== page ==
April Construction Employment Rebounds from March Decline
A 3.9% unemployment rate emphasizes the need for quality apprenticeship programs
WASHINGTON — The Bureau of Labor Statistics released the country’s April employment report today, revealing unemployment at 3.9 percent, the lowest level since 2000. In the construction industry, modest increases were seen in both the nonresidential and residential specialty construction sectors.
“March’s job losses in the construction industry were very concerning,” said Jack Jacobson, spokesperson for the Construction Employers of America. “We’re pleased to see growth in construction employment in April. This is the height of the construction season in many parts of the country, and we would anticipate continued strength in the construction industry throughout the summer months.”
The economy overall created 164,000 new positions in April, which is slightly lower than economists had forecasted. The construction industry added 17,000 jobs, 11,100 of which were in the specialty construction sector. Both nonresidential and residential specialty construction posted job gains after unexpected declines in March.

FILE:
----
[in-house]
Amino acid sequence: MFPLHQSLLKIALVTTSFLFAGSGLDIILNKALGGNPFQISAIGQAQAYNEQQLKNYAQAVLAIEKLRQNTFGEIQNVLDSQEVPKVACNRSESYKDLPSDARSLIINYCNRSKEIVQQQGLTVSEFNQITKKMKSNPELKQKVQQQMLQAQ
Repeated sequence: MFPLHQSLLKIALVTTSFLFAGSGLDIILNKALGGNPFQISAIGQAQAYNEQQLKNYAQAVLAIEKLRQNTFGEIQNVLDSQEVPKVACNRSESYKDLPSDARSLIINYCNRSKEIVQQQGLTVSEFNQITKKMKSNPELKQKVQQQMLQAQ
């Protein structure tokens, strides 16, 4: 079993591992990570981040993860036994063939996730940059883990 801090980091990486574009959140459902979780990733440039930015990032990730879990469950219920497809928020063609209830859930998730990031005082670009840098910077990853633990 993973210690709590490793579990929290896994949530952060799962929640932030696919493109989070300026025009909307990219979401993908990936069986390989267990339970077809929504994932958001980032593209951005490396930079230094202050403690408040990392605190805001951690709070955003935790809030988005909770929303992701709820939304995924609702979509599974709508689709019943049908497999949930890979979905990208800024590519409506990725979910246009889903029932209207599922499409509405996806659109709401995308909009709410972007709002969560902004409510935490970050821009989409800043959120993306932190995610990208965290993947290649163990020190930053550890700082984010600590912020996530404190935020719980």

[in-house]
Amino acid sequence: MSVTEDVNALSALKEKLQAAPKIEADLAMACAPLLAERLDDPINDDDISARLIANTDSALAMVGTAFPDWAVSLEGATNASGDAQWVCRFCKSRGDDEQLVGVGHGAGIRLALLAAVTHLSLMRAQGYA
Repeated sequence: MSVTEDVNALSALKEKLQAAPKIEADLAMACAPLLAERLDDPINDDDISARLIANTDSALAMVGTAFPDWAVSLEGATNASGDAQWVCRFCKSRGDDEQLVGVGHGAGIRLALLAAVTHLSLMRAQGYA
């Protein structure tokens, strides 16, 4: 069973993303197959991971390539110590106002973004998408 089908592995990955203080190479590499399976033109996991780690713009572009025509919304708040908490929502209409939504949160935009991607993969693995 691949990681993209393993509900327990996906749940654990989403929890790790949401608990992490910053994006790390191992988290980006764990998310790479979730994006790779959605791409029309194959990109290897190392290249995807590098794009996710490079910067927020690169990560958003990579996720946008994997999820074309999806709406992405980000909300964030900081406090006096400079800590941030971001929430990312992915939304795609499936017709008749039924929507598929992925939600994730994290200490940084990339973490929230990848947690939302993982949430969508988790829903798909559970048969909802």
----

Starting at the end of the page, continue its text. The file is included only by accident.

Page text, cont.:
“March was a difficult month for the construction industry,” continued Jacobson. “The Department of Commerce reported that construction spending in March had fallen 1.7 percent. With March’s construction employment decline, it’s clear that more has to be done to get Congress and the administration focused on developing a comprehensive infrastructure investment plan.
“As the construction economy improves, our members will be focused on continuing to grow the ranks of highly skilled construction workers with the training needed to build and maintain our nation's infrastructure,” continued Jacobson. “This can only be done through the continued expansion of high-quality registered apprenticeship programs and an emphasis on pre-apprenticeship training that prepares young people for a successful rewarding career in specialty construction. CEA members have established a long history of investment, experience, and success in training apprentices for long-term careers. Our programs are well-prepared to meet the growing needs of the specialty trade construction industry.”
For more information, visit http://www.constructionemployersofamerica.com.
Publication date: 05/09/18